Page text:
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Oh shit, git: Getting myself out of bad situations (ohshitgit.com)
1209 points by adishaporwal on Dec 18, 2017 | hide | past | web | favorite | 508 comments

Adopted a git GUI years ago and haven't looked back. I get looks sometimes, but I can't help but gloat when I can stage and unstage individual lines in less than a second.

I think anyone who uses the CLI is either trying too hard or hasn't realized the beauty of a git GUI.


- My commit time is usually much faster than coworkers, with higher accuracy (less frequent accidental commits, etc.)

- I don't remember the last time I made an irreversible change to the repo, or had an "oh shit" moment. And that's despite using some interesting git features.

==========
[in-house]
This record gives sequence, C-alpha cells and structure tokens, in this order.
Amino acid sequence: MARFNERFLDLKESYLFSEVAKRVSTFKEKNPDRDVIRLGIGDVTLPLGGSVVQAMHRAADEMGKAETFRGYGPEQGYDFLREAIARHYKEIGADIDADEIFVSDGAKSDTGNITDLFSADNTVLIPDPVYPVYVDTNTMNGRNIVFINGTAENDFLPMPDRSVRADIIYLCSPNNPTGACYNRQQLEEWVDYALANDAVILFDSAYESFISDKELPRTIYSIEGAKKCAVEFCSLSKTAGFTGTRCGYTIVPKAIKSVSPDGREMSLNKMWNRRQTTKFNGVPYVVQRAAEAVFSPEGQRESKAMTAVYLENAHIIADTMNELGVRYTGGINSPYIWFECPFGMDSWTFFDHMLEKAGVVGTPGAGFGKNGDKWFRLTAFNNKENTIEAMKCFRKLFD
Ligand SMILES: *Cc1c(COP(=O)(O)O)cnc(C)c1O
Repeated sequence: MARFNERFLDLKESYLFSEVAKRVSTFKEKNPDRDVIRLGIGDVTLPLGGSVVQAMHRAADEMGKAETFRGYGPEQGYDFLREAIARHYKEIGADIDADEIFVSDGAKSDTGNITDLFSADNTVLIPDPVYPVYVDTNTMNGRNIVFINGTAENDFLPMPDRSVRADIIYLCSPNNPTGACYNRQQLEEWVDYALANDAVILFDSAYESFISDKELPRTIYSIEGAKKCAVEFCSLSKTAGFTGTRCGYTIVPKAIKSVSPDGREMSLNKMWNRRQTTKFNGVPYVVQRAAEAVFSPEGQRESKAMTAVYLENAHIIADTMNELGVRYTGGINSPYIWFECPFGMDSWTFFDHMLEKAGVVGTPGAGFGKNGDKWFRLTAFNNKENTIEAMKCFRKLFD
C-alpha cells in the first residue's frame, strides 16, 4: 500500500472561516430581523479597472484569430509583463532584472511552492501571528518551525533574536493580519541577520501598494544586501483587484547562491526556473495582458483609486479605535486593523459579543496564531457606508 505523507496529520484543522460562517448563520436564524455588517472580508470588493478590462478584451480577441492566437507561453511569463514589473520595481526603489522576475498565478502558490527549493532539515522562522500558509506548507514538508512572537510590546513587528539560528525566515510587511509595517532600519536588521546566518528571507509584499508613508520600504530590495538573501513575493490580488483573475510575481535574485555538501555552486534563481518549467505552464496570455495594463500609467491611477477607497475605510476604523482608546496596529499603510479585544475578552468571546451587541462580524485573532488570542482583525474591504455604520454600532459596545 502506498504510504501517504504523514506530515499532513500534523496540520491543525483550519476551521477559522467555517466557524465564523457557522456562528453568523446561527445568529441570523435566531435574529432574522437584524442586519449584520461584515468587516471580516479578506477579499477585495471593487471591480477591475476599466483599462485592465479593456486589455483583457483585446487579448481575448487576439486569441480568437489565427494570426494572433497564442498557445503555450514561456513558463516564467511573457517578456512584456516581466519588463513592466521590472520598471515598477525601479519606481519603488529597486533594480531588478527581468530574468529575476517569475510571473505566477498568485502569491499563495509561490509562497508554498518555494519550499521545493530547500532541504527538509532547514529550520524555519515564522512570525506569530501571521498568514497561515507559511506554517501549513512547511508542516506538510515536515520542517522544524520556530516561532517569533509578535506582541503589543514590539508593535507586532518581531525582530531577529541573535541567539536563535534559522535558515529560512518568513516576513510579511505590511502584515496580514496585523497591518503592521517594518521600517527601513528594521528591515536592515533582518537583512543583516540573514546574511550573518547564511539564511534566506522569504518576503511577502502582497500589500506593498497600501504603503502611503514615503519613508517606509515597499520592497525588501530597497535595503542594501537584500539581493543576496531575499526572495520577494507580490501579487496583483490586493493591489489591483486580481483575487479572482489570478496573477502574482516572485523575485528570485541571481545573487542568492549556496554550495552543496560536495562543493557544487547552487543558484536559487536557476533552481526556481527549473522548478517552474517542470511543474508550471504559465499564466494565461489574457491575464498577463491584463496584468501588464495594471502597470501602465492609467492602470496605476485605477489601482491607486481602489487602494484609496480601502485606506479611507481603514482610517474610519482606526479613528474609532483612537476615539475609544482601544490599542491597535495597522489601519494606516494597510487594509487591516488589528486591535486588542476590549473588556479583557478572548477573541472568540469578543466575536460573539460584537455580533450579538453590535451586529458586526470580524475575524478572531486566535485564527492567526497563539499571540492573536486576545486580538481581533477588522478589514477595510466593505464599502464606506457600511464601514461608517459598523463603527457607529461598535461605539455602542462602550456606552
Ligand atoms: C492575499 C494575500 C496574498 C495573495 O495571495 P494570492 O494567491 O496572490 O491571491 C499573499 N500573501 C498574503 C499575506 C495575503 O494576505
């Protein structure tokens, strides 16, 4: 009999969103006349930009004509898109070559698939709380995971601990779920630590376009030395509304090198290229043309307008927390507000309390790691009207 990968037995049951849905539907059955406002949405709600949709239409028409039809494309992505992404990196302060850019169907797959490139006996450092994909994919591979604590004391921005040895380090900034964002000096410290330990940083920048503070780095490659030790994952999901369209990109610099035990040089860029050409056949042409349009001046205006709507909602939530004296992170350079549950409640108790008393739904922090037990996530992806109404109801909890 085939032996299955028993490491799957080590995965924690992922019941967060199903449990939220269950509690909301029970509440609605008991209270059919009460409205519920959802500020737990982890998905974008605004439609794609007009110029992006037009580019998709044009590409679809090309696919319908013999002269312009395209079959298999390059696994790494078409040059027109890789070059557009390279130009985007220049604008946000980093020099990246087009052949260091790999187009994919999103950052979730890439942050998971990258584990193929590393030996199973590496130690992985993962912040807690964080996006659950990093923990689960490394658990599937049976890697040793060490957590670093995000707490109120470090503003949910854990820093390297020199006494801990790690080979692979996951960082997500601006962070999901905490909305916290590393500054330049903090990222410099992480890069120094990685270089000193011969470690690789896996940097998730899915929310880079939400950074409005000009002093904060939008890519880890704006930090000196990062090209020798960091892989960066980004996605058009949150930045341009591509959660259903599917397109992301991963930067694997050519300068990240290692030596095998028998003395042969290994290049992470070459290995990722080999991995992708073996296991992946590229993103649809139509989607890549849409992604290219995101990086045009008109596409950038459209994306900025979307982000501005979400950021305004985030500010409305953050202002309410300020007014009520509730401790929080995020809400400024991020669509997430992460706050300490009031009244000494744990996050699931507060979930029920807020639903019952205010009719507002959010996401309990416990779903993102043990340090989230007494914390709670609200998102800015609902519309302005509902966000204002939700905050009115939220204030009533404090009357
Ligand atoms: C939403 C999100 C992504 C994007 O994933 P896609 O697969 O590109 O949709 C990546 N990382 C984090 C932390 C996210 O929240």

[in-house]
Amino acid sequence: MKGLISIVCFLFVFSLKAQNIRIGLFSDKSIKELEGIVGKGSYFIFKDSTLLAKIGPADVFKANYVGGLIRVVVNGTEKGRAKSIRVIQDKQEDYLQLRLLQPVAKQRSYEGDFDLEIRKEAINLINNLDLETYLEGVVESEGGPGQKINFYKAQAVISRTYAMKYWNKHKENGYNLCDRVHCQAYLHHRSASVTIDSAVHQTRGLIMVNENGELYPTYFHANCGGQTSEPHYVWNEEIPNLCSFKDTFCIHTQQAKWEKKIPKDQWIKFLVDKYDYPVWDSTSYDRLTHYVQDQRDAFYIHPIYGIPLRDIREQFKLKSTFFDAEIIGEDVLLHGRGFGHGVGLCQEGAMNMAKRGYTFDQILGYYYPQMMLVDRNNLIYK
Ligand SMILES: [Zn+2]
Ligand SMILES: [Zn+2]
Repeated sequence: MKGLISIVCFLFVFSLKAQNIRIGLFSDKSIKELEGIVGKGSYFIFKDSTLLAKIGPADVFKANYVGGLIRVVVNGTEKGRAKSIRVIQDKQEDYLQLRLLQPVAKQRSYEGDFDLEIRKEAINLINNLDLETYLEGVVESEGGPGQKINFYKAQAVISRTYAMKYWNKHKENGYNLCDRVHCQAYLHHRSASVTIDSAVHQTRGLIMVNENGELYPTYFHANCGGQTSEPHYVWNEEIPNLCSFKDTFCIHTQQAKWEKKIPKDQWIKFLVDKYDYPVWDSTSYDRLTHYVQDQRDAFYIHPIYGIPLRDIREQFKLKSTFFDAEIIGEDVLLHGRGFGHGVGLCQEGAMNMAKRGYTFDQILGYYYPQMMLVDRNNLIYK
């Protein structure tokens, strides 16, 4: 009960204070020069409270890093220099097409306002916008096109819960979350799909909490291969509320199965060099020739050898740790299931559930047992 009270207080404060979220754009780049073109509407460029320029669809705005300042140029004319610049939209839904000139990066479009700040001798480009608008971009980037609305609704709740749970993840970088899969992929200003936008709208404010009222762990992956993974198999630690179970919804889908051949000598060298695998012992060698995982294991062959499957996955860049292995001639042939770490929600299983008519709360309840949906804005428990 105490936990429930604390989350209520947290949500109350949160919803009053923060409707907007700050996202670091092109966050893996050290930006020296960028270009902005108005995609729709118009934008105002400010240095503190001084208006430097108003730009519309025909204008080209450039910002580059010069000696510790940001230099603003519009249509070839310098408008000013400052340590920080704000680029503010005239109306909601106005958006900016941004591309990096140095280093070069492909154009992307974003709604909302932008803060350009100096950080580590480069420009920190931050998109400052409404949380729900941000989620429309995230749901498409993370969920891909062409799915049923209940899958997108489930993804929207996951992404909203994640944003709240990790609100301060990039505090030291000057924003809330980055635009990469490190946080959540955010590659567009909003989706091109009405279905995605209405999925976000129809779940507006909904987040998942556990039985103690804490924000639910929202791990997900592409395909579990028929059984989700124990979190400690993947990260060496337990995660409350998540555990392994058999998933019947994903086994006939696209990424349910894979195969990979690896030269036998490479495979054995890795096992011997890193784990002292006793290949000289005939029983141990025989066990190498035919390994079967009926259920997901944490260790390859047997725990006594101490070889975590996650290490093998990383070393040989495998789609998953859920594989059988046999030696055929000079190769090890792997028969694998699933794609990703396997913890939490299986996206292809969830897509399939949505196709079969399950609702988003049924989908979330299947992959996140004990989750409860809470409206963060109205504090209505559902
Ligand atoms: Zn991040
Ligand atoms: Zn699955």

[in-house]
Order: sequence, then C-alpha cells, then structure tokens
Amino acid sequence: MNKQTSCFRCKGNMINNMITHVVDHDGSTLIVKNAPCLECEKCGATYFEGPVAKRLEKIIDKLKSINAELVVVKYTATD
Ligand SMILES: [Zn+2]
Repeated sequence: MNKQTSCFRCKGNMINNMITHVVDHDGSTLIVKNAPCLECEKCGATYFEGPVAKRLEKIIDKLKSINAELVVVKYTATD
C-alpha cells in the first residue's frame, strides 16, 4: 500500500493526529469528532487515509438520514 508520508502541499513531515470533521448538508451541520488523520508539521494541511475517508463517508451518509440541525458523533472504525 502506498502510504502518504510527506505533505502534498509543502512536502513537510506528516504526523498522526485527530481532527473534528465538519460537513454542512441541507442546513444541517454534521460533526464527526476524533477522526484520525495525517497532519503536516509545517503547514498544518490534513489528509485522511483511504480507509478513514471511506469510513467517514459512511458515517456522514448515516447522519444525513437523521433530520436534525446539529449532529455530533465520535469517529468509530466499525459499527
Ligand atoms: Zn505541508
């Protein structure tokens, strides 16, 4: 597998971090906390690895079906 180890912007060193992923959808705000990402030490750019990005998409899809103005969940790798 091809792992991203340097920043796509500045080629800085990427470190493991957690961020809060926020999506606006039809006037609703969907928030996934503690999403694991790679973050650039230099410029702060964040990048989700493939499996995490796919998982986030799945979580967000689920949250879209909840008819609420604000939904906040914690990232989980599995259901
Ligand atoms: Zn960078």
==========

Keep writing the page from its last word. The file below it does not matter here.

- Staging individual files, folders, lines of code, or hunks is easy. Makes maintaining multiple trains of though / addressing bugs while working on other code a non-issue.

- It's easy to keep files uncommitted for long periods of time intentionally, without slowing down my workflow.

- It's much easier to get an overview of the changes I'm making.

I use the git CLI. I do it for one reason. I know exactly what i'm doing on it. I have nothing to prove to anyone, I'm not trying to impress anyone with my "hacker" skillz.

When I've tried GUI's, I'm not 100% sure what's going on under the covers. Sometimes they try to obfuscate things. While I'm probably not the worlds most advanced user, I know enough to know what I want to do, and how to do it. The CLI let's me do it. The GUI get's in my way.

It's not anything inherent to a visual UI though, it's just that most of the UIs that exist are trying to put their own model on top of git, rather than embracing git's model.